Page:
February 6th, 2019 | BY: Allegra Chaney

Juggling Work and Caregiving: Advice for Finding Balance

Dear Allegra:

My mom had neck surgery just over a year ago. My sister was caring for her while trying to work at the same time which was tough. So, we moved our mom from Philadelphia to Texas to live with my husband and me. I’m retired and my husband worked out his schedule to be home half of the day.

Mom’s surgery left her with nerve damage and she was unable to lift her left arm when she first moved to Texas. We have done everything we can to make our home comfortable for her including making modifications to the bathroom.

While we are still wondering if moving her here was the right thing to do, her health has improved considerably. She is able to manage her daily personal care needs, and I cook, clean, and do the laundry. But mom spends a lot of her time indoors and doesn’t go on many outings.

In addition to caring for my mom, I also care for my two granddaughters every day while my daughter works. She is a single mom struggling to make ends meet.

My husband and I are overwhelmed at times trying to juggle everything. While my mom has the financial means to pay for in-home care, my daughter doesn’t have that option.

Do you have any suggestions to help us make this situation easier to manage? We would appreciate any advice.

Thanks,

Alice

Advice for Finding Balance

Dear Alice:

Wow! That does seem like an overwhelming schedule to try to manage. While it is a great opportunity for three generations of your family to bond, juggling work and caregiving can be difficult, so finding ways to balance it all is a must.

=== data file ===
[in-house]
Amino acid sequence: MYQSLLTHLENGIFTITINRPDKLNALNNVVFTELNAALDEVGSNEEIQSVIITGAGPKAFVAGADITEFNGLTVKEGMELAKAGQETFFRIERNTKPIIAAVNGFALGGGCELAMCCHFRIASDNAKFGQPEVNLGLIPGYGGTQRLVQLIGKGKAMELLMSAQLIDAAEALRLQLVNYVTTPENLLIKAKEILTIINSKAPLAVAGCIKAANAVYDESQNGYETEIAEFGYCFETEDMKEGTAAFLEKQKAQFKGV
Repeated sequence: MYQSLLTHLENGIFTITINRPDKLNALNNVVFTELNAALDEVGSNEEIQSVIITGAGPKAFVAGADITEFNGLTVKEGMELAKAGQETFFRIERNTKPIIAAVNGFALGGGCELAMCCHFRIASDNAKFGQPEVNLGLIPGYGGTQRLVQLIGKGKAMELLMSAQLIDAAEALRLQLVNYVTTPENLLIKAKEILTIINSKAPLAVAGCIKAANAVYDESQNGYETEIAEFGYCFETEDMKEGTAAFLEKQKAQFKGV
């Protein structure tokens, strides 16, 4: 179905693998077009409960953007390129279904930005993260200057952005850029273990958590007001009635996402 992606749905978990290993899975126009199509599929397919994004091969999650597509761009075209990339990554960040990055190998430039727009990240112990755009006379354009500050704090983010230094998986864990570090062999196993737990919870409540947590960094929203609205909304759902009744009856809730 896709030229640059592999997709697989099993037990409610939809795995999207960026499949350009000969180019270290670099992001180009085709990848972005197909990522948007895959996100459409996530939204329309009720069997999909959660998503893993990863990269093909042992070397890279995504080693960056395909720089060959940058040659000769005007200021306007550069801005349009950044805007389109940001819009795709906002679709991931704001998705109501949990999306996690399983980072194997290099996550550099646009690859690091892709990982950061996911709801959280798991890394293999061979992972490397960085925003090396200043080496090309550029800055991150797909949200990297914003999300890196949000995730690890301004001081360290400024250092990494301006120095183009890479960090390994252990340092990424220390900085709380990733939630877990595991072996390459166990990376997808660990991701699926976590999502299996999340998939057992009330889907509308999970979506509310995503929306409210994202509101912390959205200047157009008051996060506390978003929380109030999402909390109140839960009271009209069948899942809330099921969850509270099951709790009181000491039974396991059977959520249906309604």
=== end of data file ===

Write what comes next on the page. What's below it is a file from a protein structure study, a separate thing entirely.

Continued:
Caregivers who don’t take time for themselves often experience a health crisis of their own. It sounds like you and your husband could be at risk for caregiver burnout.

There are a few avenues of support I would suggest you consider:

Senior-friendly Outings

Since it sounds like you are concerned your mom is spending too much time at home, you might want to explore opportunities for her to participate in activities and events close to you. Depending on her personal situation, you could start by looking at senior centers or adult day centers. Senior centers are typically for more active adults, while adult day centers are for older adults who have some physical or cognitive challenges. The good news is that many adult day programs offer transportation from your home to the center. Getting out once or twice a week might be great for your mother—and you!

Homemaker Services

Family caregivers often say the burden of keeping up with laundry, housework, and meals is too much when combined with providing hands-on care. If you feel that way too, there are options. In-home caregivers can be employed to assist you with laundry, meal preparation, and light housekeeping. That would take a considerable burden off of you, freeing up some of your time. These caregivers are experienced at working with older adults and their families. This is a budget-friendly option for your mother to consider utilizing.

Respite Care

Another choice to consider is respite care. Aides could come to your home once in awhile to stay the day, or even overnight, allowing you and your husband to take a break. It might be one night a week or several nights over a long weekend when your daughter can be home to care for her children. Respite is designed to give caregivers a much-needed break to relax and recharge as needed.

I hope this helps you and your husband find better balance, including taking time out for yourselves.

Kind Regards,

Allegra